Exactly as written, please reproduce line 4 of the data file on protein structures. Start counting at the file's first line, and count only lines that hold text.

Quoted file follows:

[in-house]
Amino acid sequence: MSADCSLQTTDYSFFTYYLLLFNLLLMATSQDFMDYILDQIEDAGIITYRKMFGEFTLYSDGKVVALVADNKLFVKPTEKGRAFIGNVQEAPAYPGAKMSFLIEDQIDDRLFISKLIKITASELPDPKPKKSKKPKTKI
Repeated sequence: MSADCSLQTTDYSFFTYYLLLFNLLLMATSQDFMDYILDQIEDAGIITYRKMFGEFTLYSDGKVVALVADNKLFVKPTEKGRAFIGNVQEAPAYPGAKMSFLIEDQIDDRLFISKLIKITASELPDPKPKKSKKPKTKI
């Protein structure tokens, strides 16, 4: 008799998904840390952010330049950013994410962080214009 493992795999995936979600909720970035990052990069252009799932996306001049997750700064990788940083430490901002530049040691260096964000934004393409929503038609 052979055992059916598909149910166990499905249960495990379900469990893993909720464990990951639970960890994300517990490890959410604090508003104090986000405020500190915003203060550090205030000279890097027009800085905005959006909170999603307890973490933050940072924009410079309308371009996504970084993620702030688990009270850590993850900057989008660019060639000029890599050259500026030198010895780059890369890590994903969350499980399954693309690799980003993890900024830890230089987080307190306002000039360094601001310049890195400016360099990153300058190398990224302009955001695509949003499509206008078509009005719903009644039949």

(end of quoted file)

């Protein structure tokens, strides 16, 4: 008799998904840390952010330049950013994410962080214009 493992795999995936979600909720970035990052990069252009799932996306001049997750700064990788940083430490901002530049040691260096964000934004393409929503038609 052979055992059916598909149910166990499905249960495990379900469990893993909720464990990951639970960890994300517990490890959410604090508003104090986000405020500190915003203060550090205030000279890097027009800085905005959006909170999603307890973490933050940072924009410079309308371009996504970084993620702030688990009270850590993850900057989008660019060639000029890599050259500026030198010895780059890369890590994903969350499980399954693309690799980003993890900024830890230089987080307190306002000039360094601001310049890195400016360099990153300058190398990224302009955001695509949003499509206008078509009005719903009644039949």